This week the first congressional hearing on Medicare for All took place in the House Rules Committee. The following day, the Congressional Budget Office indicated that the transition to a single-payer system “could be complicated, challenging, and potentially disruptive.”
As a physician I wholeheartedly agree. And I don’t believe we are ever going to get there.
Ten years ago, when Obamacare was first being put together, many people — including yours truly — warned that the new law was a big step in the direction of single-payer. This was because it relied so heavily on government overreach, control, and subsidy, and locked patients into a unified form of insurance that covered many services you might not need (so-called essential benefits). In order to maintain profitability, insurers had to increase premiums, copays, and deductibles and shrink provider networks to the point where the insurance became completely dysfunctional. It seemed only a matter of time before the government would have to take the whole system over and provide coverage for all directly, as in Canada.
But then something happened that the Obamacare architects weren’t expecting. More than 6 million people a year, most of them under 35 and relatively healthy, decided to take the tax penalty rather than pay for an overstuffed policy they didn’t need. More and more insurers dropped out.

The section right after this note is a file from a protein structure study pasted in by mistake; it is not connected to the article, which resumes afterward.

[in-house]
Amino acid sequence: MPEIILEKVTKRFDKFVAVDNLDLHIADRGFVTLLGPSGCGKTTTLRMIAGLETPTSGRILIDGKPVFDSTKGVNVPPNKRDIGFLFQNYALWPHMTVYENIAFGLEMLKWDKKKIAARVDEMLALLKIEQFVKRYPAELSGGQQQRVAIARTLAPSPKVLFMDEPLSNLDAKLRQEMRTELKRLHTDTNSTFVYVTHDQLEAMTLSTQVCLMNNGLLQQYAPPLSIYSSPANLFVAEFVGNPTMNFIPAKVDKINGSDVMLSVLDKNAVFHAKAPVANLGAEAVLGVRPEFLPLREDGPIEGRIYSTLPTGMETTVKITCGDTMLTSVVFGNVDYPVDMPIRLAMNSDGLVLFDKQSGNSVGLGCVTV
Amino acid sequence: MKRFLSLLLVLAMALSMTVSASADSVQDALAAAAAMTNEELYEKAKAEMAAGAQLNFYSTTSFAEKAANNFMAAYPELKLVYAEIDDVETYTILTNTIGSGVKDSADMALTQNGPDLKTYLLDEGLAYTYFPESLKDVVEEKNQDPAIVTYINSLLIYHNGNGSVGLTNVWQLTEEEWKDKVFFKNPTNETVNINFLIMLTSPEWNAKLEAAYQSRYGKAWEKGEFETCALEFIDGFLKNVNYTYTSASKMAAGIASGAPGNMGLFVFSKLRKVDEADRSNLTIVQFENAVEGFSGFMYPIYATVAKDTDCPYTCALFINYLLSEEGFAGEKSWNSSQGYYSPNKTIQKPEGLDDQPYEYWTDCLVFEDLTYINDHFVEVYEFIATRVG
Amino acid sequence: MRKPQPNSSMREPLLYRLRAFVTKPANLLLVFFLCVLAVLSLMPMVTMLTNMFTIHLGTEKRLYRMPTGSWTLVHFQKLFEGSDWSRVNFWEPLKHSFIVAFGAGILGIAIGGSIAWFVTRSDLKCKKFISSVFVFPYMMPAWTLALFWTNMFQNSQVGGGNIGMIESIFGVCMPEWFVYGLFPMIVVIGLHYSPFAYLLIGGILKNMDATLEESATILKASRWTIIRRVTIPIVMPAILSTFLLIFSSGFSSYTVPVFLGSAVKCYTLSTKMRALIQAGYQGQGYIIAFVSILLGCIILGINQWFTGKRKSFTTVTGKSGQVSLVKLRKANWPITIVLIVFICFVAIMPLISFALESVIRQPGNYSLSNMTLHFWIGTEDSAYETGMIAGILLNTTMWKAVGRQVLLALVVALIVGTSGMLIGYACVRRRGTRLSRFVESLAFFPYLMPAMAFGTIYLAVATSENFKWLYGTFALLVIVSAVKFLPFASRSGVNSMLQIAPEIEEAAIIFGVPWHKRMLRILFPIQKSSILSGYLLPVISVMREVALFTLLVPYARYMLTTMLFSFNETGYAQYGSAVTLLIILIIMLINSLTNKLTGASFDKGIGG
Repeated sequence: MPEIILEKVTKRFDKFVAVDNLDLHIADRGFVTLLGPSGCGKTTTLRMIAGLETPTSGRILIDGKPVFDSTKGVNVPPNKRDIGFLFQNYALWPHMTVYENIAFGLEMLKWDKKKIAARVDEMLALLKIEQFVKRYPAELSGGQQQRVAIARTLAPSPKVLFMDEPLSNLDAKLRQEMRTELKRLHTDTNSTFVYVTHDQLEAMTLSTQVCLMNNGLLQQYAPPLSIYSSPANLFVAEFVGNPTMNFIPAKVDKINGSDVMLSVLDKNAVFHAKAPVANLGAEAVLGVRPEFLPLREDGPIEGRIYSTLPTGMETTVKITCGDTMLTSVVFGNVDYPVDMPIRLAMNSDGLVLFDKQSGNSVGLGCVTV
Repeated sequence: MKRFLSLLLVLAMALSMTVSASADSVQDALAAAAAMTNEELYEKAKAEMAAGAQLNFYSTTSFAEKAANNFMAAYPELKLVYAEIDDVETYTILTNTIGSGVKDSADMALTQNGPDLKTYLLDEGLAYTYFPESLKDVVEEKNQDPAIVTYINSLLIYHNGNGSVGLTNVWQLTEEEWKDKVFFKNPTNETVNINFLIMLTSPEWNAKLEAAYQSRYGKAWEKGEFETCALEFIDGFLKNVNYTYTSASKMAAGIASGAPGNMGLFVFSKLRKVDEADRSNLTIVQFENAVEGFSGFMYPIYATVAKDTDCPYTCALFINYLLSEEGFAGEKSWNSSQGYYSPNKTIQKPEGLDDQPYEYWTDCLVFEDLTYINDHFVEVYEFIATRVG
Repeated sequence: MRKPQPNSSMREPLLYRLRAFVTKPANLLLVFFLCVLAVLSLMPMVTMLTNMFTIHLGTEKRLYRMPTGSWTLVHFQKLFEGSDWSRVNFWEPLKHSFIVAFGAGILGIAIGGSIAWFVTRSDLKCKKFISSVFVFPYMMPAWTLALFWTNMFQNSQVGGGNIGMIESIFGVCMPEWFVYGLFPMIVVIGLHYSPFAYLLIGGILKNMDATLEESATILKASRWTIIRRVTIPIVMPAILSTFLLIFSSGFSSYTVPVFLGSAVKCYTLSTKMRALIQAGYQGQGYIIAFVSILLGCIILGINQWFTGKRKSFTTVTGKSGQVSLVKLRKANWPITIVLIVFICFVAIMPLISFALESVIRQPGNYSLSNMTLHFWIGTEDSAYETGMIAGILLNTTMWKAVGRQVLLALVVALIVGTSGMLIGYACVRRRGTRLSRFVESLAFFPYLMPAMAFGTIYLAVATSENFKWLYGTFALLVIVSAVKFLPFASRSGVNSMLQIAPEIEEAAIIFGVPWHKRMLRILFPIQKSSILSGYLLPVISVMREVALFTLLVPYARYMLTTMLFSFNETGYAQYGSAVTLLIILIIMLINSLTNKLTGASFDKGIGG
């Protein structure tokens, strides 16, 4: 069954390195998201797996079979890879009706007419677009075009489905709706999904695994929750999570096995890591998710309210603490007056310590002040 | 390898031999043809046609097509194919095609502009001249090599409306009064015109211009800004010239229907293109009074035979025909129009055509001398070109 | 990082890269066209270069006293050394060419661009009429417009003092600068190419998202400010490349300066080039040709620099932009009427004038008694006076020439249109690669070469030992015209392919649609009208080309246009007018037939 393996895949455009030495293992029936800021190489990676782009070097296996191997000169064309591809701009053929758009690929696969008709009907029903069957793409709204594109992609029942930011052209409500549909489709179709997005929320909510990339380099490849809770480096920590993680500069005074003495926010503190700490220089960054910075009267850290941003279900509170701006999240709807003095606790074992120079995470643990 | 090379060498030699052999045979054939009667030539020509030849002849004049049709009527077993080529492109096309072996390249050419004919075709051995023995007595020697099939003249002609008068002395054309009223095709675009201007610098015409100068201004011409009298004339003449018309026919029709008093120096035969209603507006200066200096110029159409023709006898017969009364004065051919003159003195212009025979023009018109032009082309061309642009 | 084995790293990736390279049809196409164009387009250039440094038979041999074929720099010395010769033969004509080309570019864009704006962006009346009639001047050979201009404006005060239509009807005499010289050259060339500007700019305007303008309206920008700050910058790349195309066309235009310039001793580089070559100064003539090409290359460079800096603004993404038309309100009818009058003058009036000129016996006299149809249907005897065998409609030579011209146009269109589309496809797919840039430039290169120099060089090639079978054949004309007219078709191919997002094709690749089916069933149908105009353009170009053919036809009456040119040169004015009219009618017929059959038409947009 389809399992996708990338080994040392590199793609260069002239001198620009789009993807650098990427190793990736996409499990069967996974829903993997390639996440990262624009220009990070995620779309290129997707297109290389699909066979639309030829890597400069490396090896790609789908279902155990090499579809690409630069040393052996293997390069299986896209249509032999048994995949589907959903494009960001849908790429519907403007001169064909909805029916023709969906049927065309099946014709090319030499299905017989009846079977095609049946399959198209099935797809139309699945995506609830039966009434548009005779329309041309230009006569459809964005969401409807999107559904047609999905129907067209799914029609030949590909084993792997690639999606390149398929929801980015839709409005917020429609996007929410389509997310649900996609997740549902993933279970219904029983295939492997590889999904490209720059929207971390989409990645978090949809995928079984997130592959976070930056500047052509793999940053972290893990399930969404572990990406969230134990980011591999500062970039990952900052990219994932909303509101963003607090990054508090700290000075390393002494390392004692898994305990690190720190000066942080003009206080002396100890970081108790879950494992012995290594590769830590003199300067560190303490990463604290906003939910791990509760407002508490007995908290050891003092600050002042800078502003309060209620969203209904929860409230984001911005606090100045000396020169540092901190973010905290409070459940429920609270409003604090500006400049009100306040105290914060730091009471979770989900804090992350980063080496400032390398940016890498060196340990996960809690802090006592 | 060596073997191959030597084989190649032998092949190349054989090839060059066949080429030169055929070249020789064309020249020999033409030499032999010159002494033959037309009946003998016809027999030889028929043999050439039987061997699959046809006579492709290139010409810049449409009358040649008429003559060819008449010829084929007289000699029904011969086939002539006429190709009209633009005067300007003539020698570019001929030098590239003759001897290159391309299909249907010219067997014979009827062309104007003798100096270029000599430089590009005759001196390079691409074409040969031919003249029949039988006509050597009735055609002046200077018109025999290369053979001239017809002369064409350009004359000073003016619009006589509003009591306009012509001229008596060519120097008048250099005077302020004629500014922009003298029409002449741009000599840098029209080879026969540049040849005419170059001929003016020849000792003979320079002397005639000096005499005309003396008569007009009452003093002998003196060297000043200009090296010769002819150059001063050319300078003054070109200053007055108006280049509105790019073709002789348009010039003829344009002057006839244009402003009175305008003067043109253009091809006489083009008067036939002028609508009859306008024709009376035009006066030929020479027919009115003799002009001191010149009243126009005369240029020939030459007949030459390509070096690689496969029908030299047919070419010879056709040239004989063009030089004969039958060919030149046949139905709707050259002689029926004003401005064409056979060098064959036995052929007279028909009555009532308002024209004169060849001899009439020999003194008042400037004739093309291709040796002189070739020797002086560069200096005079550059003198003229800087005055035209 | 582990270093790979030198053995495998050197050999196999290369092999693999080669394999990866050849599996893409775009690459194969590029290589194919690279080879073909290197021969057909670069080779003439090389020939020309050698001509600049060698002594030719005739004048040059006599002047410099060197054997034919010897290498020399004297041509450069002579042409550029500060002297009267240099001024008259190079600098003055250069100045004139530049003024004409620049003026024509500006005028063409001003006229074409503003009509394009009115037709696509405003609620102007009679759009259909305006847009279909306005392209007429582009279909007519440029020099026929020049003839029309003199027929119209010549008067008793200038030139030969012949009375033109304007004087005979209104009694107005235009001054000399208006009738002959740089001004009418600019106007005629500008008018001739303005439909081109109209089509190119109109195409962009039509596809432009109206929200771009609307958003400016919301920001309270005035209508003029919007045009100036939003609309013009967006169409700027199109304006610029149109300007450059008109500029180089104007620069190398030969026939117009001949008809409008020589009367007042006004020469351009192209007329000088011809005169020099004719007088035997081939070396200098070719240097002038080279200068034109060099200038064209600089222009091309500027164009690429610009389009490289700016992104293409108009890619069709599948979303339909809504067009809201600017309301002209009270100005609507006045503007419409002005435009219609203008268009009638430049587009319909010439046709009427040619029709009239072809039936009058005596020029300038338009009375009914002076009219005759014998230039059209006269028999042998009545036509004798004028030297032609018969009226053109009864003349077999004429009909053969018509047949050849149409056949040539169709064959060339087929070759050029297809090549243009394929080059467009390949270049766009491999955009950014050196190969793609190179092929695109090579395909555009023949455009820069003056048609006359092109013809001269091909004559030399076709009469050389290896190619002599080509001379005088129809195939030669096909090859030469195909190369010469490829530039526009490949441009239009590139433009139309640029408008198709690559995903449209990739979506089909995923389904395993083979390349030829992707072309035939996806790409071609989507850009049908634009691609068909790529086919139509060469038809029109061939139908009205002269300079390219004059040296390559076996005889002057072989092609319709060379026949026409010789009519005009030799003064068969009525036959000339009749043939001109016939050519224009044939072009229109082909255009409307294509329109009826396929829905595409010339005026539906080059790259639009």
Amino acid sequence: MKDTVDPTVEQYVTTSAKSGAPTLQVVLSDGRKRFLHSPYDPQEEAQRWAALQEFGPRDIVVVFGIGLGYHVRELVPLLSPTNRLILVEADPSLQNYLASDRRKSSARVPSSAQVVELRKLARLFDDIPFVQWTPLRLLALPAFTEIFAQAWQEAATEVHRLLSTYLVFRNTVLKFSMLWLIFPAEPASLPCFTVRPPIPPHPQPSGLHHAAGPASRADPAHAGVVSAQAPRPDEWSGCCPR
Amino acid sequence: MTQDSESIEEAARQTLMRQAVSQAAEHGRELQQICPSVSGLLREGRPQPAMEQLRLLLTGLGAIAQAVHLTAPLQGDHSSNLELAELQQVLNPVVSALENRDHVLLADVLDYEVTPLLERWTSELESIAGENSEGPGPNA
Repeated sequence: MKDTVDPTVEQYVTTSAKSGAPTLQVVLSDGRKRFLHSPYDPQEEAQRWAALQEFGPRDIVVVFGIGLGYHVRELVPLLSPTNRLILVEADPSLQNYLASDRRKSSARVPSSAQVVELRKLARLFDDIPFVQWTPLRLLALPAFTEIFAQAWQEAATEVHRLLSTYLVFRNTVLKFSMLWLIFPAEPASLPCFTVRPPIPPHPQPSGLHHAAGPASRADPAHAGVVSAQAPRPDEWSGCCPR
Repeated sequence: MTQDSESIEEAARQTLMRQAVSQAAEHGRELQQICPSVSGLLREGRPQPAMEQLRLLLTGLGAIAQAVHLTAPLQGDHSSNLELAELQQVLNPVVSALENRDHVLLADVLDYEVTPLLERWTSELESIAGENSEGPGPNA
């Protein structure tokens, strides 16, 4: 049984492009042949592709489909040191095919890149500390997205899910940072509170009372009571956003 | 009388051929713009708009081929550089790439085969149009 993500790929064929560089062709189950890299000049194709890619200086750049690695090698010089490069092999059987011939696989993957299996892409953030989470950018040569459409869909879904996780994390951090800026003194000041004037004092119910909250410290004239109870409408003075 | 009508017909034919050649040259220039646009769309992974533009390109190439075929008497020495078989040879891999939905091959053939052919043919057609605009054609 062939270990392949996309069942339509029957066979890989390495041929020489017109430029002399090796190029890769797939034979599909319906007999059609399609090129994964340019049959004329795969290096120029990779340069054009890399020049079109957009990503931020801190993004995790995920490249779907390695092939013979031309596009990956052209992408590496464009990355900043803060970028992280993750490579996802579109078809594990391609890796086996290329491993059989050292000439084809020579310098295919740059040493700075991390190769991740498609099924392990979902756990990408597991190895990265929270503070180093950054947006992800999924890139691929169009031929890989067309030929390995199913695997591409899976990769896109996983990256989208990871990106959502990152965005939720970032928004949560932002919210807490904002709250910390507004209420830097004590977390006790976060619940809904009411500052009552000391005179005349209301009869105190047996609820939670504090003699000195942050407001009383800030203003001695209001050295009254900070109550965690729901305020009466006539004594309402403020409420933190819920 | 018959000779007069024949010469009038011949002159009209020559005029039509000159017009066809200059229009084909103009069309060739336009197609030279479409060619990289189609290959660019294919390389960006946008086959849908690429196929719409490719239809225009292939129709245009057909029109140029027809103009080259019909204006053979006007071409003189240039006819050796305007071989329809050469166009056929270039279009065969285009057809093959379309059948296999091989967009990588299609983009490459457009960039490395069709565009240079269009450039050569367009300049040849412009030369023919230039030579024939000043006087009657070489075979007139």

Then President Trump signed a tax bill that eliminated the penalty for failing to buy Obamacare-compliant insurance. Though Obamacare still exists, patients are now no longer coerced into it, and the Trump administration has used this sudden opening as an opportunity to add more choice with short-term skinny plans, association plans, and expanded direct-care models. These free-market solutions fit a health-care system with exciting new emerging treatments in the worlds of surgery, cancer immunotherapy, and genetics. I believe that coverage more suited to an individual’s needs may actually lead to more people choosing or being able to purchase private insurance than before.
So the dysfunction and unaffordability of the Affordable Care Act has brought us farther away from single-payer, not closer. The health-care solutions of the future are more and more high-tech, expensive, and personalized, requiring creative payment plans including installments, expanded health savings accounts, or payments that vary according to how well a patient responds to treatment. One-size-fits-all insurance is becoming less useful all the time.
The failures of Obamacare have helped inform both doctors and patients about what we wouldn’t like or want about single-payer coverage: restricted access to doctors and treatments, long waits, underpaid providers, higher taxes.
Nine years after Obamacare was signed into law, the employer-based health-care system, which provides coverage for over 170 million people, is still the bedrock of health insurance in the U.S. In fact it has never looked as good as it does now, compared with Obamacare’s woeful attempts to plug the holes in the individual market. As a physician who sees patients daily, I am more convinced than ever that a single-payer system would destroy the heart of the system by banning private insurance. Luckily, this is never going to happen here in the U.S., no matter how much Senator Sanders and others may want it to.